SS Morgantown Victory

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RedOakVictory-2013-07-20.jpg
Typical Victory Ship.
History
United States
Name: SS Morgantown Victory
Namesake: Morgantown, West Virginia
Owner: War Shipping Administration
Operator: States Marine Line
Builder: Bethlehem-Fairfield Shipyard, Baltimore
Laid down: 12 December 1944
Launched: 5 February 1945
Completed: 28 February 1945
Fate: Scrapped 1984
General characteristics
Class and type: VC2-S-AP3 Victory ship
Tonnage: 7612 GRT, 4,553 NRT
Displacement: 15,200 tons
Length: 455 ft (139 m)
Beam: 62 ft (19 m)
Draft: 28 ft (8.5 m)
Installed power: 8,500 shp (6,300 kW)
Propulsion: HP & LP turbines geared to a single 20.5-foot (6.2 m) propeller
Speed: 16.5 knots
Boats & landing
craft carried:
4 Lifeboats
Complement: 62 Merchant Marine and 28 US Naval Armed Guards
Armament:
Notes: [1]

SS Morgantown Victory was a Victory ship built during World War II under the Emergency Shipbuilding program. Morgantown Victory (MCV-632) was a type VC2-S-AP2 Victory ship built by Bethlehem-Fairfield Shipyards. The Maritime Administration cargo ship was the 632nd ship built. The ship is named for the city of Morgantown, West Virginia. Her keel was laid on 12 December 1944. She was launched on 5 February 1945 and completed on 28 February 1945. The 10,600-ton ship was constructed for the Maritime Commission. The States Marine Line operated her under the United States Merchant Marine act for the War Shipping Administration.[2]

Victory ships were designed to supersede the earlier Liberty Ships. Unlike Liberty ships, Victory ships were designed to serve the US Navy after the war[3] and also last longer. The Victory ship differed from a Liberty ship in that they were: faster, longer and wider, taller, and had a thinner stack set farther toward the superstructure. They also had a long raised forecastle.

World War II[edit]

On Wednesday 11 April 1945 at 1:15am the Morgantown Victory hit a mine at 49°46′00″N 0°21′00″W / 49.76667°N 0.35000°W / 49.76667; -0.35000 while joining convoy VWP 21, north of Le Havre, France. She had departed a path that had been swept of mines for the convoy. The mine hit the port side at cargo hold #5. This damaged the ship's generators. No one was killed and only three crew were injured. She had a load of cargo, including 386 tons of Army mail. Life boats were readied, but were not needed. The ship was towed to Le Havre by a Navy tug. On April 30 she was towed to Antwerp, Belgium and repaired in dry dock.[4][5][6]

War relief and Seacowboys[edit]

In 1946 after World War II, Morgantown Victory was converted to a livestock ship, also called a cowboy ship. From 1945 to 1947 the United Nations Relief and Rehabilitation Administration and the Brethren Service Committee of the Church of the Brethren sent livestock to war-torn countries. These "seagoing cowboys" volunteers made about 360 trips on 73 different ships. The Heifers for Relief project was started by the Church of the Brethren in 1942; in 1953 this became Heifer International.[7] Morgantown Victory made six trips to deliver livestock to war worn nations in Europe. Morgantown Victory delivered livestock to Gdansk, Poland in December 1945. There were problems loading Morgantown Victory for her first trip to Poland. The US port was not equipped to load horses, it took three days to load. They arrived in Poland on Christmas Eve of 1945. The Polish port city of Gdansk-Danzig was just flat after the war. Unloading the horses, took a long time also, the ship was still in Gdansk-Danzig for New Year's Eve a week later. Departing Poland she ran into thick fog and then ran aground near Sweden.[8] She was able to get underway four days later. Morgantown Victory delivered poultry chicks to Poland in May 1946. She made three more trips to Poland in April 1946, July 1946 and January 1947.[9][10]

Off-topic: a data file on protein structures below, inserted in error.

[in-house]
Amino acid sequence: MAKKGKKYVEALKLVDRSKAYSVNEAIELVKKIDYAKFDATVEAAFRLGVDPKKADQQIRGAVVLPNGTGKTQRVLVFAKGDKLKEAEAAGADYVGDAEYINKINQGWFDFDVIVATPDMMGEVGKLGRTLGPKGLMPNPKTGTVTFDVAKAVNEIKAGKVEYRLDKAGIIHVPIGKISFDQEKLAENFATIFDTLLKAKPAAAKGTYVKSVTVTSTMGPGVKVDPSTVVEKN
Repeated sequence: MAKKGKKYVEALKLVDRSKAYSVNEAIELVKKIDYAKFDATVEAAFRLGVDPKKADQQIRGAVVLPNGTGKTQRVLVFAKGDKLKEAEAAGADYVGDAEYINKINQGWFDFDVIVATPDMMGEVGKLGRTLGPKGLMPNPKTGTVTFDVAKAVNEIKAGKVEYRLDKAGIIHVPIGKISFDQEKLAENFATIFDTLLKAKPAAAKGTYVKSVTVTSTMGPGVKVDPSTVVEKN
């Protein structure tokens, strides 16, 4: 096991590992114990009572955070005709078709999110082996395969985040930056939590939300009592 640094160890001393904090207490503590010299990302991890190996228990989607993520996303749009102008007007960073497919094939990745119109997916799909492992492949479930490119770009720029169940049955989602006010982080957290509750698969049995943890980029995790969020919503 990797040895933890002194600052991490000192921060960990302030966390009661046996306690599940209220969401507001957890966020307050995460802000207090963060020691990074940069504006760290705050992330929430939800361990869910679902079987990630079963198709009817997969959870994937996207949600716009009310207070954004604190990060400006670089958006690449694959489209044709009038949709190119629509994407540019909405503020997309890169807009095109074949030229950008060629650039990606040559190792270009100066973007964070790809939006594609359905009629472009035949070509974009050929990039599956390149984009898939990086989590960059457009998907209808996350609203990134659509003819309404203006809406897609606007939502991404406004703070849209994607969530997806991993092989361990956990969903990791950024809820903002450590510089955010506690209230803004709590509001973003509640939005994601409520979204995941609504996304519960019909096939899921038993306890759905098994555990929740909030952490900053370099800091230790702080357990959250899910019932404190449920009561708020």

"Thirty-two cowboys back at sea, getting homesick as they could be, spent Christmas Day out on the deep, and dreamt of home while fast asleep." this was written by 23 year old Willard Bontrager who titled it “An Ode to Thirty-two Cowboys,”. Willard gave the poem to his crew at their Christmas program on December 25, 1946 at sea. Willard and the crew delivered 750 horses to Yugoslavia in December 1946.[11][12]

After her war relief efforts in 1949, she was laid up at Suisun Bay as part of the National Defense Reserve Fleet.

Korean War[edit]

Morgantown Victory served as a merchant marine ship supplying goods for the Korean War. About 75 percent of the personnel serving in the Korean War were delivered by the merchant marine ships. Morgantown Victory transported goods, mail, food, and other supplies. About 90 percent of the cargo was moved by merchant marine ships to the war zone. Morgantown Victory made trips between 1951 and 1952. Morgantown Victory serviced in the Inchon-Seoul Operation, App E, Task Organization of Joint Task Force Seven.[13][14]

Vietnam War[edit]

In 1966 she was reactivated for the Vietnam War. She was operated by the Pacific Far East Line.[15]

Retired[edit]

In 1973 she was again laid up in Suisun Bay. In 1984 she was taken to Port of Kaohsiung and scrapped.

See also[edit]

References[edit]

Sources[edit]

  • Sawyer, L.A. and W.H. Mitchell. Victory ships and tankers: The history of the ‘Victory’ type cargo ships and the tankers built in the United States of America during World War II, Cornell Maritime Press, 1974, 0-87033-182-5.
  • United States Maritime Commission: [1]
  • Victory Cargo Ships [2]